After the United States acquired this territory in the Louisiana Purchase, St. Louis developed as a major port on the Mississippi River. In the late-19th century, St. Louis was ranked as the fourth-largest city in the United States. It separated from St. Louis County in 1877, becoming an independent city and limiting its own political boundaries. In 1904, it hosted the Louisiana Purchase Exposition and the Summer Olympics. Immigration has increased, and the city is the center of the largest Bosnian population in the world outside their homeland.
The city is divided into 79 government-designated neighborhoods. The neighborhood divisions have no legal standing, although some neighborhood associations administer grants or hold veto power over historic-district development.
Several neighborhoods are lumped together in categories such as “North City” and “South City.”
The following is a list of neighborhoods of the city of St. Louis, Missouri.
Rivers in the St. Louis area.
According to the United States Census Bureau, St. Louis has a total area of 66 square miles (170 km2), of which 62 square miles (160 km2) is land and 4.1 square miles (11 km2) (6.2%) is water. (Not shown on simple maps of the city, the land at its airport is owned by the city, served by its fire department and others, and is an exclave of St. Louis.) The city is built primarily on bluffs and terraces that rise 100–200 feet above the western banks of the Mississippi River, in the Midwestern United States just south of the Missouri-Mississippi confluence. Much of the area is a fertile and gently rolling prairie that features low hills and broad, shallow valleys. Both the Mississippi River and the Missouri River have cut large valleys with wide flood plains.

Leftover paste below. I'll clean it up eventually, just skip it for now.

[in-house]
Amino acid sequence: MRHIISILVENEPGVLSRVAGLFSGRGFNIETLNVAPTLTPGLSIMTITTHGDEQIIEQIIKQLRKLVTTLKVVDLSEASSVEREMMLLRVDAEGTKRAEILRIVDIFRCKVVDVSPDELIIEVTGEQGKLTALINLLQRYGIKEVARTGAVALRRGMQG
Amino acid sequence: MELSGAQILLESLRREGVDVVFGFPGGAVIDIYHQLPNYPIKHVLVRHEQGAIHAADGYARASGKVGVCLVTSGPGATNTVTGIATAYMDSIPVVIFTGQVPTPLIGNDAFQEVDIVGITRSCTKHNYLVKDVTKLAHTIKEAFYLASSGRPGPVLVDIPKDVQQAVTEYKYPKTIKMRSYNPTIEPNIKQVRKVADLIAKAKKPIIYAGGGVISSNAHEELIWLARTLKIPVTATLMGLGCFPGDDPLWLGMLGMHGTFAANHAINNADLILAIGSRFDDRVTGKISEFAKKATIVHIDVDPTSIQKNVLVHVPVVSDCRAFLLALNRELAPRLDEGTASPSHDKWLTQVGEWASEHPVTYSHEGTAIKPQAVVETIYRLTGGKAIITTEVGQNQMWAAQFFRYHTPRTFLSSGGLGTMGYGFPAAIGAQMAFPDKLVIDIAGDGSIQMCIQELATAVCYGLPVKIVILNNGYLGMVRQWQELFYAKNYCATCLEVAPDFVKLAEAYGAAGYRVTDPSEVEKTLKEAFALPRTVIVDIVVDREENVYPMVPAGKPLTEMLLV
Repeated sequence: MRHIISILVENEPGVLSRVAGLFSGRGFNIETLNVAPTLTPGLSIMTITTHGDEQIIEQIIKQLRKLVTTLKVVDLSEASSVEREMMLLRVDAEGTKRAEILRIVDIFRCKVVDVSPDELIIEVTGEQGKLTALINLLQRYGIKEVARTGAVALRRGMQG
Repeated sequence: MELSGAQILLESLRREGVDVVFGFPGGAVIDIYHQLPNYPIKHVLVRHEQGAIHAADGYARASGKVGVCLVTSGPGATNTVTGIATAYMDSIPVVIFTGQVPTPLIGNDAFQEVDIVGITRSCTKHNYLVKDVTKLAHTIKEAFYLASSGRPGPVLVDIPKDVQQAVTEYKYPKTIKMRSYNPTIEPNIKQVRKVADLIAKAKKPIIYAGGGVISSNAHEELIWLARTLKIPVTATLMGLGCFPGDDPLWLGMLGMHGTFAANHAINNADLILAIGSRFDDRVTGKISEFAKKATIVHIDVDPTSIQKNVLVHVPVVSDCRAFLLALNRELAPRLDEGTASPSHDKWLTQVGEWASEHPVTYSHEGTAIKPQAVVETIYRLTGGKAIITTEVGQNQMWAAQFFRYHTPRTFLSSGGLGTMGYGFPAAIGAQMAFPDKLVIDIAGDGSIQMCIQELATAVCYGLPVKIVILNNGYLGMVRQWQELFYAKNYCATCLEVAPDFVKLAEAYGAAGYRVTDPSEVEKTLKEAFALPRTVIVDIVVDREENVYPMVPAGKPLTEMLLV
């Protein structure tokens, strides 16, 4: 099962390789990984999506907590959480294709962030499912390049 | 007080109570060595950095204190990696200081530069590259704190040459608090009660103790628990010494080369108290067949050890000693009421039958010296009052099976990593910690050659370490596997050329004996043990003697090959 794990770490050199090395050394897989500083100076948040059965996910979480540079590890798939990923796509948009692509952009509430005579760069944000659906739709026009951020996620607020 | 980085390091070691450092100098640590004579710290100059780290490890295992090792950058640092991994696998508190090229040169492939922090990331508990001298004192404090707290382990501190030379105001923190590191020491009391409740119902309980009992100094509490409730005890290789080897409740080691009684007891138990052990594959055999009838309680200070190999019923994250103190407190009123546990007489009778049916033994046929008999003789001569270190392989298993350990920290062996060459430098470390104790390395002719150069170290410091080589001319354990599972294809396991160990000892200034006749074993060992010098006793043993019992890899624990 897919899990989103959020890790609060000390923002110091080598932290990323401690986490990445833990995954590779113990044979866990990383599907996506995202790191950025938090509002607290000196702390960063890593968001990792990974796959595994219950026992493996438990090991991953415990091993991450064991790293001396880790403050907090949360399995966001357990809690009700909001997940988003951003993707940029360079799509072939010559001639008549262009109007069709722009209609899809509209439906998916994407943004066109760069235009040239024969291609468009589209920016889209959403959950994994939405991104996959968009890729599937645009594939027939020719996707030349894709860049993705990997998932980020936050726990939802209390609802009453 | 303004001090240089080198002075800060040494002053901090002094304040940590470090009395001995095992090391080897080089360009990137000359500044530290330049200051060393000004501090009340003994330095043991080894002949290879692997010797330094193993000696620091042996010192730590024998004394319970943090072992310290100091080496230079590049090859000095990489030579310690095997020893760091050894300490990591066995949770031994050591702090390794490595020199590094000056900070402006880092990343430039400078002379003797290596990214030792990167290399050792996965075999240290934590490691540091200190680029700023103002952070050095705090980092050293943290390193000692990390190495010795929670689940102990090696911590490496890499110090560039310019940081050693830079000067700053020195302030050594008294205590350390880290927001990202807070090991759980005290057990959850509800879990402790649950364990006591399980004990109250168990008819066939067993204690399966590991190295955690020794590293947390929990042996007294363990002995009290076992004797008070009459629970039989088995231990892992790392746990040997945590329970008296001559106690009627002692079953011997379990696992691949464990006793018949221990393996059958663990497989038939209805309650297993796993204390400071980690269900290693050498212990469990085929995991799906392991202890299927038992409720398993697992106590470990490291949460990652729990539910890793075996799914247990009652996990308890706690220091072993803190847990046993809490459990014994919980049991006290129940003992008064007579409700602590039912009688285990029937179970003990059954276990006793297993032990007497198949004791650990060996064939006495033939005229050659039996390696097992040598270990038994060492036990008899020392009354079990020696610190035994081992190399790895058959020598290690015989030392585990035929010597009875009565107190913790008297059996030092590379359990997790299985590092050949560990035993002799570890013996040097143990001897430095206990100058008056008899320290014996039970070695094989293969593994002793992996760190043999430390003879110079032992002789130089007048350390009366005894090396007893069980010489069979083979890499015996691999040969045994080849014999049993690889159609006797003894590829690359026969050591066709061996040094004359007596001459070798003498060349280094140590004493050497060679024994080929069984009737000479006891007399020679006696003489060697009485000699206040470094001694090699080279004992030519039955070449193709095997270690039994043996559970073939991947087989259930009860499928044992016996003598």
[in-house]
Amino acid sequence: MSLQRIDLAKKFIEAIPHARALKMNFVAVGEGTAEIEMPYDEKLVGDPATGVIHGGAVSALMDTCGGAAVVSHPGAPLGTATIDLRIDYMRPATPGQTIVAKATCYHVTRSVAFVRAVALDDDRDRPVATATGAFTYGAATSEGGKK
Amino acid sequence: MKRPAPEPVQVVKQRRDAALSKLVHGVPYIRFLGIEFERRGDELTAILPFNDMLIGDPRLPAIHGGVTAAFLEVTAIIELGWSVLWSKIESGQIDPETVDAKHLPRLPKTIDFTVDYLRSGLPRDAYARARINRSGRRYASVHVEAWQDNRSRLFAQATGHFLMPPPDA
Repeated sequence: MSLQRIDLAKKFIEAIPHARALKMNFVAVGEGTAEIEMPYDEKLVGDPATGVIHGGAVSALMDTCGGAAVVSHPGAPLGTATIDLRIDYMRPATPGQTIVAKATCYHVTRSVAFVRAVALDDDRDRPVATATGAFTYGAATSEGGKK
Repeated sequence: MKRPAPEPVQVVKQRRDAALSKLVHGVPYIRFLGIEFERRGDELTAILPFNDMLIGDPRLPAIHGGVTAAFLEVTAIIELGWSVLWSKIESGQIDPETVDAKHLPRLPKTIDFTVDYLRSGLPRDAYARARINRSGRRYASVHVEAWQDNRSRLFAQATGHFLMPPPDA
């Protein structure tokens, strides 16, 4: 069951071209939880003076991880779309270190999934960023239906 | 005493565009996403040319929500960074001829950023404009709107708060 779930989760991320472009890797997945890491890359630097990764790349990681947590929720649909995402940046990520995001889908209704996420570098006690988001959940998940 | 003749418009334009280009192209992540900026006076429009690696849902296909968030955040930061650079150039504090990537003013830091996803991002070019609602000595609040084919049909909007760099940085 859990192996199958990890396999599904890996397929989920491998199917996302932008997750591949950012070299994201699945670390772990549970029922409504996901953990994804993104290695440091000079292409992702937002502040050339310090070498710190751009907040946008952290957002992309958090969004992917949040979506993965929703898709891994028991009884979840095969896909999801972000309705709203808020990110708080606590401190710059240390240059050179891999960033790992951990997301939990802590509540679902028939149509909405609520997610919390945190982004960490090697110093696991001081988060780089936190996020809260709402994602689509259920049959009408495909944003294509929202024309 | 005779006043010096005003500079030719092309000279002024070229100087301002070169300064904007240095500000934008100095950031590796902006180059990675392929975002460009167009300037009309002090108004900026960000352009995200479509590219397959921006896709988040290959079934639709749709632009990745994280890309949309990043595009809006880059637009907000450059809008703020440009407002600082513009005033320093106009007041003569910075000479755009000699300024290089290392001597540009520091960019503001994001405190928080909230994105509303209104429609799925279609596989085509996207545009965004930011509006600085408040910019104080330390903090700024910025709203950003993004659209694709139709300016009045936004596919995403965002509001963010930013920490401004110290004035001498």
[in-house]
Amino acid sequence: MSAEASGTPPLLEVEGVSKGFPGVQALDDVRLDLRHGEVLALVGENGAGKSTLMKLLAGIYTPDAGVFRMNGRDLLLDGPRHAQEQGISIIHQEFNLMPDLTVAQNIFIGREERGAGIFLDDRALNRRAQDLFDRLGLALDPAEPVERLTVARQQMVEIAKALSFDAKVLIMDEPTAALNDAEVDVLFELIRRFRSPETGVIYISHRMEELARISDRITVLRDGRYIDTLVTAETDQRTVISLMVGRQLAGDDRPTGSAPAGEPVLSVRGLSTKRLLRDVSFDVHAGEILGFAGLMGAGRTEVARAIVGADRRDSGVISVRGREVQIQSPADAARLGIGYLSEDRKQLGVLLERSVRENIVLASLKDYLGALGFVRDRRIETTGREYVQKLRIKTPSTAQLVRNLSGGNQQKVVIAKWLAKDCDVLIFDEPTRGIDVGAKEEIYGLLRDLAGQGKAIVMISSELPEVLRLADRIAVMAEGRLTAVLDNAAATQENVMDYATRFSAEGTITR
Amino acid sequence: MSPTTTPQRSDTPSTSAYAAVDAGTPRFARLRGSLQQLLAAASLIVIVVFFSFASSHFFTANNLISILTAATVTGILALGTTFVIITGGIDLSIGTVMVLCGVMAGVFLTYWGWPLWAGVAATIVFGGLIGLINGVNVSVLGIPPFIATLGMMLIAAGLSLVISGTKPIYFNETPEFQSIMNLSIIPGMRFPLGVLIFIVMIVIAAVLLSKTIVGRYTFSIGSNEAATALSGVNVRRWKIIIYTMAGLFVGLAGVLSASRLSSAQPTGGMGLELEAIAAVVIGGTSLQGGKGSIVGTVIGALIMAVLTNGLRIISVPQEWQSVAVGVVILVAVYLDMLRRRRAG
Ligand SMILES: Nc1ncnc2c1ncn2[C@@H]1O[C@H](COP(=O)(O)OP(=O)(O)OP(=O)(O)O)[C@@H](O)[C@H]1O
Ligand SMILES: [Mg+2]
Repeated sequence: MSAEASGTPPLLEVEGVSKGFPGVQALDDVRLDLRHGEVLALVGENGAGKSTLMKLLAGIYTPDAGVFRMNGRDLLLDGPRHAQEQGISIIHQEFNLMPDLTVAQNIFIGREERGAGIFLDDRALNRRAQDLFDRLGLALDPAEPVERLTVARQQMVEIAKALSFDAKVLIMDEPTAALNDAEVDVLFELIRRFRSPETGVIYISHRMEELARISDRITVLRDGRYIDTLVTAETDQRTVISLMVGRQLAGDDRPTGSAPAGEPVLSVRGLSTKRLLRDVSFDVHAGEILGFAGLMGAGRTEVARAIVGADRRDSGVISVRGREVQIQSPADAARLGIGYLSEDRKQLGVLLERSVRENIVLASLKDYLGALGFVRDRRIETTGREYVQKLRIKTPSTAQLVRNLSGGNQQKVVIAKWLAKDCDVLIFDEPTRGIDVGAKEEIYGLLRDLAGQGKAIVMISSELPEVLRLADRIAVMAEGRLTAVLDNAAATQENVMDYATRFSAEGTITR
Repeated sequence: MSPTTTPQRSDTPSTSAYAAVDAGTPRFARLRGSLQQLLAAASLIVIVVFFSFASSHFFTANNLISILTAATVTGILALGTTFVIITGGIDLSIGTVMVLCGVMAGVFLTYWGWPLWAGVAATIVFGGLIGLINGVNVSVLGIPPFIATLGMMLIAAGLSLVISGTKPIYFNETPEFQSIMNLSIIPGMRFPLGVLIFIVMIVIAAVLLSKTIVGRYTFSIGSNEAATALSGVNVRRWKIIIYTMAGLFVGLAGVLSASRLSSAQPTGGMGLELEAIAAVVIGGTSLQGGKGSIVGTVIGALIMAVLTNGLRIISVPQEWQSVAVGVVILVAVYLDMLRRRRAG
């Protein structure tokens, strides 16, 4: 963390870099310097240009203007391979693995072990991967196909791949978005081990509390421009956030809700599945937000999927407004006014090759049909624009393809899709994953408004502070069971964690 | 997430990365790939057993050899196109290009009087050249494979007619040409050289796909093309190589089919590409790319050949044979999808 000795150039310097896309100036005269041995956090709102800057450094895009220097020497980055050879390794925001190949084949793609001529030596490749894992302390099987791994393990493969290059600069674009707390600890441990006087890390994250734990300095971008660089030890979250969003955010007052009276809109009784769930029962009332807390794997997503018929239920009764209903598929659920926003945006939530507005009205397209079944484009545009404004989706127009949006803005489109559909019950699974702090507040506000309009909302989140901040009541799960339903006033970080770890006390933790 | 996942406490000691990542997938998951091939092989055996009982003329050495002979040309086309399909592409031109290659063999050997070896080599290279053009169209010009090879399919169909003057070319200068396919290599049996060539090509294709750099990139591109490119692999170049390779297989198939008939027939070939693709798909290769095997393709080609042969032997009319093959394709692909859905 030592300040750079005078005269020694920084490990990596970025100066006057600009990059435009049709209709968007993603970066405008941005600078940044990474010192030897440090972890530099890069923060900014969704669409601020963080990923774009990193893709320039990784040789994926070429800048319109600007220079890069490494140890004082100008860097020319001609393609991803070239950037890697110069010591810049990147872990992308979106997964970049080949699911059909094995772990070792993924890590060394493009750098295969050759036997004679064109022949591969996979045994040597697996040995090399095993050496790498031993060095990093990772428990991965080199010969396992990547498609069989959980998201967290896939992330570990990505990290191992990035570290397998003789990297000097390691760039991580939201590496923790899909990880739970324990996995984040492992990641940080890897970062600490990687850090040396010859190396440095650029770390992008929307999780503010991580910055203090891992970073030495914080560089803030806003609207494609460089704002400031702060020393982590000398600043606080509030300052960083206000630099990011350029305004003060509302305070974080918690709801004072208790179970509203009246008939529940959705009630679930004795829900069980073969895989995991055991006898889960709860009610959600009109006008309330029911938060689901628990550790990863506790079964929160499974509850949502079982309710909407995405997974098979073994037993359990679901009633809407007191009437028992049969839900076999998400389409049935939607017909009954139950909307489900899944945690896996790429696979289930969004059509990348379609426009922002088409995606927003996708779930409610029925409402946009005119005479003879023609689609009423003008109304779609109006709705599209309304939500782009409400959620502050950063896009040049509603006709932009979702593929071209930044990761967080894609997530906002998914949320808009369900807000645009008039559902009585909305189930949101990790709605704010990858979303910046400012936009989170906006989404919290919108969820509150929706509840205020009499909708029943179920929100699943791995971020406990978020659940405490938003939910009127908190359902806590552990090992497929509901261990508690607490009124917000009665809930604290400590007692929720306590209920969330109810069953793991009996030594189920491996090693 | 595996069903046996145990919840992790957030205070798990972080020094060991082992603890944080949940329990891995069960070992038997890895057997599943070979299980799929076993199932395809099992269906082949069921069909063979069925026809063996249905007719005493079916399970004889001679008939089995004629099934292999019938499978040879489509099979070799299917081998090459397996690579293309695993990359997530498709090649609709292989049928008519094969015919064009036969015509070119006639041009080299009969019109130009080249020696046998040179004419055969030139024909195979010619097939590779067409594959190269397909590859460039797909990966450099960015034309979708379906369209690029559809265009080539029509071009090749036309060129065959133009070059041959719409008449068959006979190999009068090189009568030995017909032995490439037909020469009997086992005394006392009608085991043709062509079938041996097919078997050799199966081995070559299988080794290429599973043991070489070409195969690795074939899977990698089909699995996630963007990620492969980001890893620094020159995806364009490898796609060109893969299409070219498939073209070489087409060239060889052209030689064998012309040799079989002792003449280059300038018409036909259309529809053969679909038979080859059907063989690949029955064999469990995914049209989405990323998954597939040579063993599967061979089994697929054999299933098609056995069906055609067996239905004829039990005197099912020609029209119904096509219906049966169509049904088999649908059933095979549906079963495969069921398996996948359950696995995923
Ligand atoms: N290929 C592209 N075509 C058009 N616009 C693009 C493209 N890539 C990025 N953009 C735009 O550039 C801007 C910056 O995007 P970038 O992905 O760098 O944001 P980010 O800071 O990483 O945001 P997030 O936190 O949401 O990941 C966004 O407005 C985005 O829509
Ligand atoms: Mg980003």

Limestone and dolomite of the Mississippian epoch underlie the area, and parts of the city are karst in nature. This is particularly true of the area south of downtown, which has numerous sinkholes and caves. Most of the caves in the city have been sealed, but many springs are visible along the riverfront. Coal, brick clay, and millerite ore were once mined in the city. The predominant surface rock, known as St. Louis limestone, is used as dimension stone and rubble for construction.
Near the southern boundary of the city of St. Louis (separating it from St. Louis County) is the River des Peres, practically the only river or stream within the city limits that is not entirely underground. Most of River des Peres was confined to a channel or put underground in the 1920s and early 1930s. The lower section of the river was the site of some of the worst flooding of the Great Flood of 1993.
The city’s eastern boundary is the Mississippi River, which separates Missouri from Illinois. The Missouri River forms the northern line of St. Louis County, except for a few areas where the river has changed its course. The Meramec River forms most of its southern line.